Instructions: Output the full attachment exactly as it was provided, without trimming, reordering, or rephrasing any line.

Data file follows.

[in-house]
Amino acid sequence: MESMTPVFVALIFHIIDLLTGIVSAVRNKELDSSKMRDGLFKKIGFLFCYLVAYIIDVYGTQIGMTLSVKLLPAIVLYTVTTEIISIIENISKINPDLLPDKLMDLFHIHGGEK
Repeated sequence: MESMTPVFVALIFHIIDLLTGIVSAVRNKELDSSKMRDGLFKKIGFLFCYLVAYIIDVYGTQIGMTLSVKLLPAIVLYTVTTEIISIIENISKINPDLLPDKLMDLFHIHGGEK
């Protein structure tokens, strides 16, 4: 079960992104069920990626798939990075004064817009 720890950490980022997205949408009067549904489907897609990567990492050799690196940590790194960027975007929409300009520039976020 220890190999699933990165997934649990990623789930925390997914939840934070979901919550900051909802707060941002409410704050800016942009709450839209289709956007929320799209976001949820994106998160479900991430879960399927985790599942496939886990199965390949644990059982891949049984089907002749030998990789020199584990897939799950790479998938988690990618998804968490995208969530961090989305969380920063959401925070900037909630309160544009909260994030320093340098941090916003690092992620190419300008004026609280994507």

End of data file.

[in-house]
Amino acid sequence: MESMTPVFVALIFHIIDLLTGIVSAVRNKELDSSKMRDGLFKKIGFLFCYLVAYIIDVYGTQIGMTLSVKLLPAIVLYTVTTEIISIIENISKINPDLLPDKLMDLFHIHGGEK
Repeated sequence: MESMTPVFVALIFHIIDLLTGIVSAVRNKELDSSKMRDGLFKKIGFLFCYLVAYIIDVYGTQIGMTLSVKLLPAIVLYTVTTEIISIIENISKINPDLLPDKLMDLFHIHGGEK
């Protein structure tokens, strides 16, 4: 079960992104069920990626798939990075004064817009 720890950490980022997205949408009067549904489907897609990567990492050799690196940590790194960027975007929409300009520039976020 220890190999699933990165997934649990990623789930925390997914939840934070979901919550900051909802707060941002409410704050800016942009709450839209289709956007929320799209976001949820994106998160479900991430879960399927985790599942496939886990199965390949644990059982891949049984089907002749030998990789020199584990897939799950790479998938988690990618998804968490995208969530961090989305969380920063959401925070900037909630309160544009909260994030320093340098941090916003690092992620190419300008004026609280994507």